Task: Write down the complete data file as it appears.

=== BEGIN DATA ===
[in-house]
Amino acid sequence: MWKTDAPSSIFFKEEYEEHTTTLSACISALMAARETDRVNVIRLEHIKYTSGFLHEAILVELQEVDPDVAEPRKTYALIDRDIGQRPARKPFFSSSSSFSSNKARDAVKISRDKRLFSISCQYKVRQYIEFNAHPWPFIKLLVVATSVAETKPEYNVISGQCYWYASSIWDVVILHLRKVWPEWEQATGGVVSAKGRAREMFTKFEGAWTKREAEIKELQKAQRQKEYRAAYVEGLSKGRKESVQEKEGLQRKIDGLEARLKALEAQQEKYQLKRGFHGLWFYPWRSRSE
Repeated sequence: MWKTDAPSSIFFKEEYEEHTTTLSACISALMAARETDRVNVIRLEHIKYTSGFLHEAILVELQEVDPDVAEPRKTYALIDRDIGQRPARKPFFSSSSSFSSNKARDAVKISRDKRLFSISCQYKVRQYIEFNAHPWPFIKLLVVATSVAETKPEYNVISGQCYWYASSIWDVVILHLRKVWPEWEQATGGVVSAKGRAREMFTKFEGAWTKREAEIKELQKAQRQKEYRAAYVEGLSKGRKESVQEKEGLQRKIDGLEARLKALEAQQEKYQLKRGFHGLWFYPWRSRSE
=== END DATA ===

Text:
[in-house]
Amino acid sequence: MWKTDAPSSIFFKEEYEEHTTTLSACISALMAARETDRVNVIRLEHIKYTSGFLHEAILVELQEVDPDVAEPRKTYALIDRDIGQRPARKPFFSSSSSFSSNKARDAVKISRDKRLFSISCQYKVRQYIEFNAHPWPFIKLLVVATSVAETKPEYNVISGQCYWYASSIWDVVILHLRKVWPEWEQATGGVVSAKGRAREMFTKFEGAWTKREAEIKELQKAQRQKEYRAAYVEGLSKGRKESVQEKEGLQRKIDGLEARLKALEAQQEKYQLKRGFHGLWFYPWRSRSE
Repeated sequence: MWKTDAPSSIFFKEEYEEHTTTLSACISALMAARETDRVNVIRLEHIKYTSGFLHEAILVELQEVDPDVAEPRKTYALIDRDIGQRPARKPFFSSSSSFSSNKARDAVKISRDKRLFSISCQYKVRQYIEFNAHPWPFIKLLVVATSVAETKPEYNVISGQCYWYASSIWDVVILHLRKVWPEWEQATGGVVSAKGRAREMFTKFEGAWTKREAEIKELQKAQRQKEYRAAYVEGLSKGRKESVQEKEGLQRKIDGLEARLKALEAQQEKYQLKRGFHGLWFYPWRSRSE